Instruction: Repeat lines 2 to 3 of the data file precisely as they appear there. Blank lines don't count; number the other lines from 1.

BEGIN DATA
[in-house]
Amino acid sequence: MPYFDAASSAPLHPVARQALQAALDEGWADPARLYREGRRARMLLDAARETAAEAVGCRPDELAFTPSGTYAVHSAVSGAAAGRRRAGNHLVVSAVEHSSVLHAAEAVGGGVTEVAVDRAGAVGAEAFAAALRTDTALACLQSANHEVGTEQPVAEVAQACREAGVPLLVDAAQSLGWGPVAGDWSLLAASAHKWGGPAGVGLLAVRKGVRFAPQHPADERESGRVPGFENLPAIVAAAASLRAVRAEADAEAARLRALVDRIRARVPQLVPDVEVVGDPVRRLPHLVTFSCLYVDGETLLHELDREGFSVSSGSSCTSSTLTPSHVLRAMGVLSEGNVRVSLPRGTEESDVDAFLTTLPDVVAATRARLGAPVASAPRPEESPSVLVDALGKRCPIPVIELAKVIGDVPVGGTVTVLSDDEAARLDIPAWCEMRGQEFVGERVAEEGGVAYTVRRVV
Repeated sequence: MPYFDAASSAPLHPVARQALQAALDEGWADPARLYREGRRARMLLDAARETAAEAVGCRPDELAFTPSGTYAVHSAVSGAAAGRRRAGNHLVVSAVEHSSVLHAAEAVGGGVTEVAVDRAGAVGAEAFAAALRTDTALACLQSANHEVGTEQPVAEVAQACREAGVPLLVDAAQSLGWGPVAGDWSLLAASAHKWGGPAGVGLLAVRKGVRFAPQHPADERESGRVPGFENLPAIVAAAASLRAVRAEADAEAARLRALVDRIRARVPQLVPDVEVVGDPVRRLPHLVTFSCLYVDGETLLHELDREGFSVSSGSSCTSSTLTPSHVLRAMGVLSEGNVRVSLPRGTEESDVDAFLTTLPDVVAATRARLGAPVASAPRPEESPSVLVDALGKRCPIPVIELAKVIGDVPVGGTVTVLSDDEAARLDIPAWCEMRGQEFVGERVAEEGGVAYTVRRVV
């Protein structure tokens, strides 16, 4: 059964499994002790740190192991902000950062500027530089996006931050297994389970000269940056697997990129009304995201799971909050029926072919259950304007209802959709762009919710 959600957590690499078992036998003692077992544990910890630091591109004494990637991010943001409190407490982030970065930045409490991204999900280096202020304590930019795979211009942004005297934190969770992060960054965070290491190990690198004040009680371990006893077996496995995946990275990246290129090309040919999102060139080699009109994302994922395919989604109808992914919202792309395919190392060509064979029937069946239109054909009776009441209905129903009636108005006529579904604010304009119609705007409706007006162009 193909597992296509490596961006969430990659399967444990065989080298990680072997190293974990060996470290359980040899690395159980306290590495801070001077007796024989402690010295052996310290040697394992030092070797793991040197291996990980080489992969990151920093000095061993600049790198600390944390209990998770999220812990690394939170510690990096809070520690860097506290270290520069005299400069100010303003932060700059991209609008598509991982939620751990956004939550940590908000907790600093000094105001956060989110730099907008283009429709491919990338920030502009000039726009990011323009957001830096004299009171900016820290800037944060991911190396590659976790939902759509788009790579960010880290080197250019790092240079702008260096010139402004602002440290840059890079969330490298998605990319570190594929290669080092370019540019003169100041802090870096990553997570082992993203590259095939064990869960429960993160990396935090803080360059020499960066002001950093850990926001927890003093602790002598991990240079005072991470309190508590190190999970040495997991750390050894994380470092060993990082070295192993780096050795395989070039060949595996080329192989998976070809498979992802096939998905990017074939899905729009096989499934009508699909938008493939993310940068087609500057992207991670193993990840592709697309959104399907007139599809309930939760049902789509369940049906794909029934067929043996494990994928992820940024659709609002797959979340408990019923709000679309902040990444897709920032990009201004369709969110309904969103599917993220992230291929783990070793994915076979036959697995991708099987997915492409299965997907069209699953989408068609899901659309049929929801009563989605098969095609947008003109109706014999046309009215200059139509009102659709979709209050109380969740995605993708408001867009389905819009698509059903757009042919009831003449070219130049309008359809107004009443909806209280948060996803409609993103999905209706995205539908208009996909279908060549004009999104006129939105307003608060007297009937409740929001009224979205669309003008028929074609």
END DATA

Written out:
Amino acid sequence: MPYFDAASSAPLHPVARQALQAALDEGWADPARLYREGRRARMLLDAARETAAEAVGCRPDELAFTPSGTYAVHSAVSGAAAGRRRAGNHLVVSAVEHSSVLHAAEAVGGGVTEVAVDRAGAVGAEAFAAALRTDTALACLQSANHEVGTEQPVAEVAQACREAGVPLLVDAAQSLGWGPVAGDWSLLAASAHKWGGPAGVGLLAVRKGVRFAPQHPADERESGRVPGFENLPAIVAAAASLRAVRAEADAEAARLRALVDRIRARVPQLVPDVEVVGDPVRRLPHLVTFSCLYVDGETLLHELDREGFSVSSGSSCTSSTLTPSHVLRAMGVLSEGNVRVSLPRGTEESDVDAFLTTLPDVVAATRARLGAPVASAPRPEESPSVLVDALGKRCPIPVIELAKVIGDVPVGGTVTVLSDDEAARLDIPAWCEMRGQEFVGERVAEEGGVAYTVRRVV
Repeated sequence: MPYFDAASSAPLHPVARQALQAALDEGWADPARLYREGRRARMLLDAARETAAEAVGCRPDELAFTPSGTYAVHSAVSGAAAGRRRAGNHLVVSAVEHSSVLHAAEAVGGGVTEVAVDRAGAVGAEAFAAALRTDTALACLQSANHEVGTEQPVAEVAQACREAGVPLLVDAAQSLGWGPVAGDWSLLAASAHKWGGPAGVGLLAVRKGVRFAPQHPADERESGRVPGFENLPAIVAAAASLRAVRAEADAEAARLRALVDRIRARVPQLVPDVEVVGDPVRRLPHLVTFSCLYVDGETLLHELDREGFSVSSGSSCTSSTLTPSHVLRAMGVLSEGNVRVSLPRGTEESDVDAFLTTLPDVVAATRARLGAPVASAPRPEESPSVLVDALGKRCPIPVIELAKVIGDVPVGGTVTVLSDDEAARLDIPAWCEMRGQEFVGERVAEEGGVAYTVRRVV